The charade of limits on election expenditure by candidates

The Election Commission recently mooted connecting electoral expense limits to population and inflation; but will that create a level playing field between rich and poor candidates?

“Indian politicians start their legislative careers with a lie — the false spending returns they submit? – Atal Bihari Vajpayee”

Achchhe din (Good days) are here for at least one category of persons in India: Those who contest elections and have pots of money. This good news is derived from a press note issued by the Election Commission of India (ECI) October 21, 2020.

For the record, the press note informs whoever may be interested that the ECI has constituted a two-member committee “to examine the issues concerning expenditure limit for a candidate in view of increase in number of electors and rise in Cost Inflation Index and other factors.”

Why should this be cause for celebration by those who contest elections, and have pots of money? The response to this question requires us to go into some legislative provisions (in simple words, ‘laws’) and some other regulations.

The root of the issue is found in Section 77 (3) of a ‘law’, The Representation of the People Act, 1951 (RP Act). This section reads, “The total of the said expenditure shall not exceed such amount as may be prescribed.”

‘Laws’, most of the time, cannot be implemented as they are; they need to be operationalised by ‘Rules’ made under a particular ‘law’ by the Government of India. The RP Act was operationalised through The Conduct of Election Rules, 1966.

Rule 90 of the Conduct of Election Rules, ‘Maximum election expenses’ stipulates:

The total of the expenditure … which is incurred or authorized in connection with an election in a State or Union territory … shall not exceed … (an amount given in the accompanying Table).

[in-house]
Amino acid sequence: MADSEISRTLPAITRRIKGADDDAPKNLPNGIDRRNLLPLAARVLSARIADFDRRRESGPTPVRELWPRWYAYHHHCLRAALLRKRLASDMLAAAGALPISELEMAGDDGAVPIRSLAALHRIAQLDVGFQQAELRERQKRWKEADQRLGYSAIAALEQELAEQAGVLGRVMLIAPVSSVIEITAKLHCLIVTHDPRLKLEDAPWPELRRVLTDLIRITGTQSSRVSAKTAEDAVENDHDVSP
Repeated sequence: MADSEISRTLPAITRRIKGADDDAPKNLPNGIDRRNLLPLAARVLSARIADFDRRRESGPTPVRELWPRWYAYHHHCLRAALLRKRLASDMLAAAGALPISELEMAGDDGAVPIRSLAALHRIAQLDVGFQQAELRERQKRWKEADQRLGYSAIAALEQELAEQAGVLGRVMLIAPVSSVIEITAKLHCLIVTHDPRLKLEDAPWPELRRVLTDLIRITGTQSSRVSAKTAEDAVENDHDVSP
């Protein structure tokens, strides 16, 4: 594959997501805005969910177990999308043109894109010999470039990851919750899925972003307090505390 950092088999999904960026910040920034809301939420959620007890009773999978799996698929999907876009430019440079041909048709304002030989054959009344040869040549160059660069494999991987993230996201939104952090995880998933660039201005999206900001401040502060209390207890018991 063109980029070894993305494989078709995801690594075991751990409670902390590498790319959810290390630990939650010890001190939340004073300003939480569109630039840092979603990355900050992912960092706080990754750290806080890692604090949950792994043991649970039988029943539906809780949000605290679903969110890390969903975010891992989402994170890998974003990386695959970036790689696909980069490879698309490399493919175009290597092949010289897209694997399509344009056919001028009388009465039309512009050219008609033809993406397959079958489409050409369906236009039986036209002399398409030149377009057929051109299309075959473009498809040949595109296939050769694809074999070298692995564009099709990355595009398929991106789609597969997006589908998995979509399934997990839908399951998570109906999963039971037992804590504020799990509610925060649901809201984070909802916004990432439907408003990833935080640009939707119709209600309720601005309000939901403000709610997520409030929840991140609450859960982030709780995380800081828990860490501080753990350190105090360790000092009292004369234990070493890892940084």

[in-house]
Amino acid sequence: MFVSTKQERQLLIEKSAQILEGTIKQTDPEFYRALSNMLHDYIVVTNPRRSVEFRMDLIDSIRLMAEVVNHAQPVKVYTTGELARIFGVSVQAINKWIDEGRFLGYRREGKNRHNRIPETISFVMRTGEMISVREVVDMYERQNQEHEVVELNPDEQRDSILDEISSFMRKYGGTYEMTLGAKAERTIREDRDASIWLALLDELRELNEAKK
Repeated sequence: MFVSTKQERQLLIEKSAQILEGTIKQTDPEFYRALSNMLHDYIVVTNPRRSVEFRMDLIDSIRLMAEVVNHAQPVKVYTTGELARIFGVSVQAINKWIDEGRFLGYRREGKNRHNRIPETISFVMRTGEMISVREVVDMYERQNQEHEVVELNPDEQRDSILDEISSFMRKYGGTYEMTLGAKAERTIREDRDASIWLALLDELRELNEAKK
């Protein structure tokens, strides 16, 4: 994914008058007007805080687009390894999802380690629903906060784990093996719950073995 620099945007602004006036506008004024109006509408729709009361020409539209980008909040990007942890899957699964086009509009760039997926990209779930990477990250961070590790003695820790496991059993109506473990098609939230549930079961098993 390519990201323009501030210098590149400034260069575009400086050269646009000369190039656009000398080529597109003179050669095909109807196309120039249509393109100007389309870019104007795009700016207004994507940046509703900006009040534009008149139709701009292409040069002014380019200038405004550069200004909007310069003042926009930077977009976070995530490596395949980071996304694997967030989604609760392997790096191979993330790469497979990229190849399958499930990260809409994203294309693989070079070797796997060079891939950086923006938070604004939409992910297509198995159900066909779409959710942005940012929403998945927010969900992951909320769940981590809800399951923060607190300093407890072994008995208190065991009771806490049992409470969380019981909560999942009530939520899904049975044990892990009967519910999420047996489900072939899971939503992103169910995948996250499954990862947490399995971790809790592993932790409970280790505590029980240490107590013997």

These limits are specified separately for every state and Union territory and separately for Parliament and state Assemblies.

Since the power to amend the ‘rules’ rests with the Union government (and NOT with the ECI), all that the ECI does is to recommend to the Centre from time to time that the existing limit be increased to a higher amount that the ECI recommends. The central government usually approves the recommendations of the ECI.

This happens almost in every election. For example, the limit of election expenditure at the time of 2009 general elections was Rs 25 lakh for a Parliamentary constituency and Rs 10 lakh for an Assembly constituency in the bigger states.

These limits were subsequently increased and, till recently, were Rs 70 lakh for Lok Sabha and Rs 28 lakhs for state Assembly elections.

As recently as October 20, 2020, the Narendra Modi government has increased both these limits by 10 per cent, making the Lok Sabha limit as Rs 77 lakh and state election expenditure limit Rs 30.6 lakh.

Ostensibly, it is to replace such ad hoc or random increases (because there has never been a decrease in the limits so far) that the ECI has set up the committee. The ‘terms of reference’ of the Committee are:

  1. To assess the change in number of electors across the states / Union territories and its bearing on expenditure
  2. To assess the change in Cost Inflation Index and its bearing on the pattern of expenditure incurred by the candidates in recent elections
  3. To seek views / inputs of political parties and other stakeholders
  4. To examine other factors which may have bearings on expenditure
  5. To examine any other related issue

To bring in a kind of a logical basis for fixing election expenditure limits is, on the face of it, a laudable exercise. But then why is it that the title of this piece has the word ‘charade’ in it? Let’s see.

Why ‘charade’

To unravel this, we need to understand what purpose are the limits supposed to achieve, and what do they actually achieve.